This post has been sponsored by Serious Foodie. All opinions expressed are my own.
Today we’re preparing ‘very’ kicked up dinner rolls, which we’ve ‘rolled’ with a richly seasoned sweet onion filling. We’re putting together today’s rolls with a little help from our good friends over at Serious Foodie, whose Asian Fusion Rub takes today’s recipe to new levels of deliciousness, but more on them below.
Why You’ll Love Today’s Dinner Rolls
1) Layers of Flavor. There is ‘a lot’ going on with today’s dinner rolls. We’ve got the moist, flaky roll itself, swathed around caramelized sweet onions, which are themselves seasoned with fresh garlic, parmesan, and Serious Foodie’s Asian Fusion rub. In other words, these things are delicious through and through, and will make a delightful accompaniment for a range dishes from steak to roasted poultry, to hardier meats like lamb and game.
2) Ripe for Experimentation. From seasoning the dough to trying different fillings, such as goat cheese and blistered tomatoes, or crushed herbs, today’s rolls are a great starting point for getting creative in the kitchen.
3) They keep. These rolls keep very nicely for several days, and reheat beautifully in the toaster oven.
Ingredient Notes and Tips
1) Baking with Yeast. There are a few points to keep in mind when baking with yeast. First off, yeast feeds on sugar, and does so at a set rate. Adding more sugar than is called for will ‘not’ result in quicker rising dough, or dough that ‘rises more.’ Second, if you’re using dry active yeast, using water that is more than roughly 90 degrees Fahrenheit to proof the yeast will kill it. The ideal temperature for proofing yeast is between 70-80 degrees. Finally, you’ve probably read that salt counteracts yeast, but this is only true in large quantities. In fact, a total salt content of around 0.5-1 percent of the total dough, will actually help the yeast. If you prefer a saltier bread, you can up the salt share of the dough to a whopping two percent of the dough’s total volume without any adverse effects to the yeast. Also, dry yeast packets are generally (though not always) standardized to equate to about two and quarter teaspoons of yeast. As a parting bonus tip, store your yeast in the freezer and it will last considerably longer, since yeast goes dormant at under 50 degrees.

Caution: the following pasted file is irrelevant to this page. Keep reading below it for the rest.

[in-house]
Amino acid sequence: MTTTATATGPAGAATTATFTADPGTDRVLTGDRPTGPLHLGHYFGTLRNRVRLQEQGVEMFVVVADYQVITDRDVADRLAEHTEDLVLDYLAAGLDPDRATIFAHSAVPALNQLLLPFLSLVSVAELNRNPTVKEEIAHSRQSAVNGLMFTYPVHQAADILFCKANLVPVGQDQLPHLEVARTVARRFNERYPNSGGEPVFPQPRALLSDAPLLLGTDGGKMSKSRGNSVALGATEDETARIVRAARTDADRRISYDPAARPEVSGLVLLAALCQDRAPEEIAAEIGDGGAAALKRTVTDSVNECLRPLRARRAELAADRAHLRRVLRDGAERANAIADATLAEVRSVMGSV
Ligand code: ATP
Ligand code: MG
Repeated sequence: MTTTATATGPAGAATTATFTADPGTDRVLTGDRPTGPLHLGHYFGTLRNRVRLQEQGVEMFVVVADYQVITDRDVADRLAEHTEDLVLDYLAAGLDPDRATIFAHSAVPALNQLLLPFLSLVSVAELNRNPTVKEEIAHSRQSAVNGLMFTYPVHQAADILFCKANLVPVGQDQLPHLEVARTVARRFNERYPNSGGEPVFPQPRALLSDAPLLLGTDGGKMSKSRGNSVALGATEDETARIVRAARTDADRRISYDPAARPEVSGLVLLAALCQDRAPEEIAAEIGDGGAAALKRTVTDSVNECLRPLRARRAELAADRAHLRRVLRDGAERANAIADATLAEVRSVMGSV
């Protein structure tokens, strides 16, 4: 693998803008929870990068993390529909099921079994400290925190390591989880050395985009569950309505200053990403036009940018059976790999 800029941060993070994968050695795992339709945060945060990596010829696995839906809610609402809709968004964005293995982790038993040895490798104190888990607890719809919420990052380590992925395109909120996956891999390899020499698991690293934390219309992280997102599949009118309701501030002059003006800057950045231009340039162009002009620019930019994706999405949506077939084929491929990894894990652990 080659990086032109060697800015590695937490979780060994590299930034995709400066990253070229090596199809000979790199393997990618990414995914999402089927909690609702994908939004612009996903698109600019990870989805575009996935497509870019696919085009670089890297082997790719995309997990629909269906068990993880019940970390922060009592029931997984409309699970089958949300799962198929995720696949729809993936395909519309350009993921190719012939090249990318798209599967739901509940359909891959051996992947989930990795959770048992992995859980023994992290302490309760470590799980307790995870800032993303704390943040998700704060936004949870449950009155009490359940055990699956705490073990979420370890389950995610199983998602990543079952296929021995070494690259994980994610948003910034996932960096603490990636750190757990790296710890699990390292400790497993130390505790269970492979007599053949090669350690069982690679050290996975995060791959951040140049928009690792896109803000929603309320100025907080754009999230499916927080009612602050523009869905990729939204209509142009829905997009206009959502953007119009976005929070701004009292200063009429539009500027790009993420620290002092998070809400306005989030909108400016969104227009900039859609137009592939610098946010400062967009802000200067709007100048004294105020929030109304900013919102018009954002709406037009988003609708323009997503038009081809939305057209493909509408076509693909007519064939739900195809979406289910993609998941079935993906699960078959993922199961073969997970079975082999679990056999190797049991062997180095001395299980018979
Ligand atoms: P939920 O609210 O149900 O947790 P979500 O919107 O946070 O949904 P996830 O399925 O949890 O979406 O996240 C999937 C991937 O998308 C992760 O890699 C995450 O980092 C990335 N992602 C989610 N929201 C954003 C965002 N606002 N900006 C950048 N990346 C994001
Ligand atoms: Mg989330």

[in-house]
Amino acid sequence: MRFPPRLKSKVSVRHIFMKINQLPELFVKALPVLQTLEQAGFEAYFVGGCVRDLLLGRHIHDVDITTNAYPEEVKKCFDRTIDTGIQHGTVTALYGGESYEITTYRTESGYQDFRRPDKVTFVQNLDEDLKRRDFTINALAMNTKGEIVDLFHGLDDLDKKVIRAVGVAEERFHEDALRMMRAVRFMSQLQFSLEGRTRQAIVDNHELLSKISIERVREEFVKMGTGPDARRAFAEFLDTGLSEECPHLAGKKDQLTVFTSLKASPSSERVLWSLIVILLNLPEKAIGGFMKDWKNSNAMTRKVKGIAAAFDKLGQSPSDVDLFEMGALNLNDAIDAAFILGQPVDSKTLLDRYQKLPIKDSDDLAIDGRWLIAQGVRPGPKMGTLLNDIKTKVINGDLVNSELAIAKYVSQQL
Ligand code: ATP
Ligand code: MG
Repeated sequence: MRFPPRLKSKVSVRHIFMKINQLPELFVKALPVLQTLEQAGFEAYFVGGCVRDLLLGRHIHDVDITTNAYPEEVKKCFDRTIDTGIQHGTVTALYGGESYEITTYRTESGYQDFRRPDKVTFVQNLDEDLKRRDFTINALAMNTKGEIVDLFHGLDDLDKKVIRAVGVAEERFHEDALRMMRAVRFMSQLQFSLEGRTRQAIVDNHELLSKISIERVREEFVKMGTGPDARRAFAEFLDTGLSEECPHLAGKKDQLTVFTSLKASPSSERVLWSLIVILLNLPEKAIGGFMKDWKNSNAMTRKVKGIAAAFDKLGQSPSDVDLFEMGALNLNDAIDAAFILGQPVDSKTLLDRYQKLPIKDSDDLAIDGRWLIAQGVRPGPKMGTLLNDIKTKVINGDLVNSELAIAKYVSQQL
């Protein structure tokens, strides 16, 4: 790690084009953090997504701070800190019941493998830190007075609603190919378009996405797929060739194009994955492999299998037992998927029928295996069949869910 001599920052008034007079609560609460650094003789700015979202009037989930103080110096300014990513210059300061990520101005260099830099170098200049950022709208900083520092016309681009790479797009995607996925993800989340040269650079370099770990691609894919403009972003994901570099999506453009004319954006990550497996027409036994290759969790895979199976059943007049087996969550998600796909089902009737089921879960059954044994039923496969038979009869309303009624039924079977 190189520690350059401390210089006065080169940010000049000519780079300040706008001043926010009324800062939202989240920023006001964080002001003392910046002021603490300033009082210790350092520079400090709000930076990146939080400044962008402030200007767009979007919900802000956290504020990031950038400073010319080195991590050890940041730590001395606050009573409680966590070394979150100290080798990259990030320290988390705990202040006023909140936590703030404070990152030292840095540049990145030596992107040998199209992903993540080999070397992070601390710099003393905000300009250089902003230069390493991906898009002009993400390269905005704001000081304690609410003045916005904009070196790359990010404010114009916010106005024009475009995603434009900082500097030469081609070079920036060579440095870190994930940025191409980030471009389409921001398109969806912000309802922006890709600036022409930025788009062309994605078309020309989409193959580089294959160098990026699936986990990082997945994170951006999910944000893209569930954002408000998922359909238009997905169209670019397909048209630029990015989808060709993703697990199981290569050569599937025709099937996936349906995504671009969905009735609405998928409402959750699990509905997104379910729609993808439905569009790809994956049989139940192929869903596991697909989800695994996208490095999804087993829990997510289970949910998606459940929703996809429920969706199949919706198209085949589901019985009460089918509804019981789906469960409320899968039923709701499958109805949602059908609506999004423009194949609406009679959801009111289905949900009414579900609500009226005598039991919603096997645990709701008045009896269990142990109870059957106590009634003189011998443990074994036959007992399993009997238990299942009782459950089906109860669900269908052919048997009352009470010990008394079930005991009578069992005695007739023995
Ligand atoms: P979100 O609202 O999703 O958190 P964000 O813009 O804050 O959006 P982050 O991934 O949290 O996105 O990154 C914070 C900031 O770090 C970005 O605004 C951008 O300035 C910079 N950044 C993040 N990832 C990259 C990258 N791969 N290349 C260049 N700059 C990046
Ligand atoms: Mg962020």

2) Serious Foodie Asian Fusion Rub. If the name sounds familiar, it’s because Serious Foodie started out as a popular food and travel blog in 2014. The idea behind starting their own line of rubs and sauces was to encapsulate and share the culinary experiences of their gastronomically-focused travels. And in that regard, I believe they’ve succeeded. For example, their Asian Fusion Rub is a sweet and spicy mix of paprika and ginger, along with cardamom and coriander, while cumin and Bird’s Eye Chili powder round out the flavor profile. The idea behind their products is to create restaurant-quality culinary experiences for home chefs, such as their Sri Lanka Coconut Lime Hot Sauce, a delicious mix of sweet, sour, and spicy, that works beautifully in stir fry. Their Indonesian Sambal Hot Sauce is a blissfully simple combination of chilies, lime juice, and garlic, making it sublimely versatile – the way a good Sambal should be. Their Vietnamese Sweet Chili Hot Sauce is packed with chili and garlic, creating a sauce that’s pleasantly tangy and spicy, making it great for beef and pork dishes. Seriously, give Serious Foodie a try, you won’t be disappointed, I promise.
3) The Grating Cheese – The Choice is Yours. While all grating cheese is ‘more or less’ interchangeable, it is ‘not’ all the same. Starting here in the States, Parmesan is simply American produced Parmigiano Reggiano. Both Parmesan and Parmigiano Reggiano are produced from cow’s milk, and both are aged for two or more years, which imparts the cheeses with what many describe as a ‘sharp’ and ‘salty’ flavor. However, Parmigiano Reggiano ‘must’ be produced in Italy due to EU and Italian trademark laws. So, at least in this case, the two grating cheeses are, in fact, basically the same, although Reggiano is considerably pricier, and regarded to be of generally higher quality overall. Pecorino Romano (which includes Locatelli, which is simply a brand of Pecorino Romano), by contrast, is produced from sheep’s milk, and is aged for less than a year, giving it a slightly less sharp and considerably less salty flavor. Despite these differences, these three cheeses are often used interchangeably, and once they’ve been melted over sauce, or baked into something like a lasagna, few if any palates can tell the difference, unless of course these cheeses were used in positively ‘silly’ amounts.
More Baked Delights from Living the Gourmet
1) Best Ever Buttery Flaky Biscuits. Whether its biscuits and gravy, biscuits with fried chicken, or the perfect biscuits for breakfast sandwiches, our Buttery Flaky Biscuits should be your go-to recipe. This is classic comfort food.
2) Homemade Breadsticks. Paired with some olive oil for dipping, or even some herbed butter or black coffee, these are super versatile and keep great. As a nice bonus, they never fail to impress the guests.
3) Flatbreads aka Wheat Tortillas. These are staple in my home. They pair deliciously with almost anything, from the ‘wrap’ in egg wraps, to the bread for antipastos, to simply dipping in oil, or simply as dinner bread, these are definitely worth learning to make.Print 2